The Numismatic Bibliomania Society



The E-Sylum: Volume 18, Number 45, November 8, 2015, Article 13


Numismatic ephemera is not only a neat collectible, but a great source of information. In his November 4, 2015 Stack's Bowers blog post, Frank Van Valen describes a recent purchase relating to the 1943 steel cent. -Editor

First-Release 1943 Steel Cent

A recent trip to one of my favorite internet auction services produced a 1943 steel cent in Mint State. Though it is not a rare item by any stretch of the imagination, the coin I now own is housed in a faintly tattered manila paper envelope which reads: “HERE IS / YOUR NEW / WAR-TIME / PENNY / Obtained for you from / the U.S. Treasury, / Washington, D.C., by / PATHFINDER, several / weeks in advance of / general circulation” on 10 lines in red ink. It is machine signed “E.H.” in fancy script. This is the first one of these I have ever seen in 50+ years of collecting, and I immediately purchased it for well under $10. The leading third-party grading services churn out “First Release” and “Early Release” slabs at every turn whenever a new issue is minted. I can’t help but wonder whether I could get this Mint State 1943 “steelie” in a “First Release” holder from one of the grading services? After all, it is a bona-fide early release!

I've never seen one of these envelopes before. By definition, such items are ephemeral in nature - used once for an initial purpose, then quickly discarded by nearly everyone. How many remain? Have any of our readers seen one of these before? Those envelopes are far more rare than the coins they accompany, and could well be far more rare than the famous off-metal versions, the 1943 copper cent or the 1944 steel cent.

So who was E.H.? And what was PATHFINDER? Guessing that it might have been a publication, I found an entry in the Encyclopedia Britannica stating that "Time magazine’s immediate forerunner was the Pathfinder (1894–1954), a weekly rewriting of the news for rural readers."

Pathfinder magazine March 6, 1944 I found several offerings of the magazine on eBay. Here's an image of a 1944 issue, where the cover touts it as publishing "Every Week From The Nation's Capital". A column titled "The Week at Home" contains articles headlined "Sugar Supply Cut" and "Fuel Shortage". All of that ties in with the theme of the Steel Cent envelope, but doesn't prove a connection.

Perhaps an article or ad could be found in an earlier issue outlining the offer of a new cent for readers. Or perhaps they were just given away as souvenirs, and there was no documentary evidence. So we may never know for sure. But a great piece of numismatic ephemera regardless, and one that should be preserved and documented for future collectors and researchers.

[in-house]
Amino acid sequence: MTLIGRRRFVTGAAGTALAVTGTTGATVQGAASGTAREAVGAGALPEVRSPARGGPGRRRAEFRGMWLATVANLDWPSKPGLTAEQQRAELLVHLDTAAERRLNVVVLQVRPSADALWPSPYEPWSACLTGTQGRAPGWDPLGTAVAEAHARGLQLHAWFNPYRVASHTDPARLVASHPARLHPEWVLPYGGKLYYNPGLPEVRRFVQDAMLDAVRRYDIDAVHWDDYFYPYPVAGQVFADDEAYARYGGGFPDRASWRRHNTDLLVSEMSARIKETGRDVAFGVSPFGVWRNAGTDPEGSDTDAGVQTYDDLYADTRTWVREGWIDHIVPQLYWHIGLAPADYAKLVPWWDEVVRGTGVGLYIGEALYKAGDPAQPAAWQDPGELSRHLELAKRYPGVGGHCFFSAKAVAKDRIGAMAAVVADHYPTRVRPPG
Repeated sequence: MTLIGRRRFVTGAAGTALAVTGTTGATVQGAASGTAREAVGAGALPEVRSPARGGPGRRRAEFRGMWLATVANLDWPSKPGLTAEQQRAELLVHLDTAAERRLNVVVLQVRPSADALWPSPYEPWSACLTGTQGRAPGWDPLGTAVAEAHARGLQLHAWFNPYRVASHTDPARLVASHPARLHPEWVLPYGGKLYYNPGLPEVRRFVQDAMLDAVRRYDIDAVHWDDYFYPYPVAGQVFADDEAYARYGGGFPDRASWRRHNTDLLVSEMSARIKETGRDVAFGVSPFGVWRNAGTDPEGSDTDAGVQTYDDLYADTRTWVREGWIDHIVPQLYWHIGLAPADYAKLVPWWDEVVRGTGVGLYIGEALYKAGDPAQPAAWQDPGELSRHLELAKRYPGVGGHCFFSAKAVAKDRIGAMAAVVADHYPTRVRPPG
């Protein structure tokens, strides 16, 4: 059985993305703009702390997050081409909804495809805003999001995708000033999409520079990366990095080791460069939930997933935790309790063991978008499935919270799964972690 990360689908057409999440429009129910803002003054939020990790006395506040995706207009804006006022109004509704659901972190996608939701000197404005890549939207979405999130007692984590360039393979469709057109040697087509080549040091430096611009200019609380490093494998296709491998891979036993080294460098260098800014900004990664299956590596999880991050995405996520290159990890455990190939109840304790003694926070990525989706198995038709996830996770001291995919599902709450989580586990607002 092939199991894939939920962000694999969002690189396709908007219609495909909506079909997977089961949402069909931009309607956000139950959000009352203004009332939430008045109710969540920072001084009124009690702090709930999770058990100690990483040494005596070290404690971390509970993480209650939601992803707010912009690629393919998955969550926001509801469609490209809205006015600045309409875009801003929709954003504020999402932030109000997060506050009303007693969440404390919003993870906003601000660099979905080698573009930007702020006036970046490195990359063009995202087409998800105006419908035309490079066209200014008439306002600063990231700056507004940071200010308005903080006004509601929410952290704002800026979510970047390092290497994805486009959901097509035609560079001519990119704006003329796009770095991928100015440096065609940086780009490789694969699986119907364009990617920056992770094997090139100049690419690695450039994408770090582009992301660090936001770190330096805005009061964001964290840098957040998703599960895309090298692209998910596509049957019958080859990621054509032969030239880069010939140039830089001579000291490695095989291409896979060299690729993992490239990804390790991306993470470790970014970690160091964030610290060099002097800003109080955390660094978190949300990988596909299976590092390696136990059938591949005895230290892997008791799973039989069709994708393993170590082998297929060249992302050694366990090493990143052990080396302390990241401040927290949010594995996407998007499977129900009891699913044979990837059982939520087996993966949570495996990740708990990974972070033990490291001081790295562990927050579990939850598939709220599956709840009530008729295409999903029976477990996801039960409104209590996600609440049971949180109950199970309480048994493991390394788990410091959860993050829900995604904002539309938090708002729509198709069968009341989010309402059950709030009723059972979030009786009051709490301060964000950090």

I also reached out to one of our favorite old-timers, Harvey Stack, to see what he remembers. -Editor

Harvey Stack writes:

It has been so many years gone back when I encountered presentation envelopes for the 1943 Cent. I do not know if these were privately made. or actually issued by banks or the Mint to acquaint receivers of the new steel metal used.

I remember seeing small groups of these at one time, and they were possibly packaged by the Mint for visitors to pay 1 cent or maybe 5 Cents each as a souvenir.

I remember seeing similar envelopes (with and without coins in them) as the Mint introduced the 'silver' nickel, and drew to the receiver's attention that these were marked on the reverse with large letters "P, D or S" designating they had silver in the coin.

I also remember, about that time, and years later, that one would find small bags of cents, ie Ten Cents, issued by the mint, also as a souvenir and if I remember correctly they were sold at 10 cents or 20 cents a sack, also at the Mint.

In 1942 the Mint issued 5 piece and 6 piece Proof sets, and also sold Cents and Five Cents of each separately, at a very small premium to be used in the Lincoln Head Cent Sets and Jefferson Nickel sets. Also, in 1942 they sold the entire set, in proof, consisting of one cent, both Five cents, a Dime, Quarter, and Half Dollar (the Five Cent, Dime, Quarter and Half Dollar were SILVER) for $2.10. (a small premium above face !!!)

Today, the Mint is much more profitable, they sell All their products at substantial high premiums, most are mounted in special cards, boxes and booklets, to make them look rare and desirable and the profit they make is many times face value.

So in the earlier days, the Mint made inexpensive Souvenirs; today they are more in the market for promotional items at the cost of the collectors.

To read the complete article, see:
A First-Release 1943 Steel Cent (

To read the Encyclopedia Britannica article, see:
Pathfinder : American magazine (

To read the complete eBay lot description, see:
Pathfinder News Magazine, Every Week From The Nations Capitol, March 6,1944 (

Kraljevich E-sylum ad14 coin group

Wayne Homren, Editor

NBS ( Web

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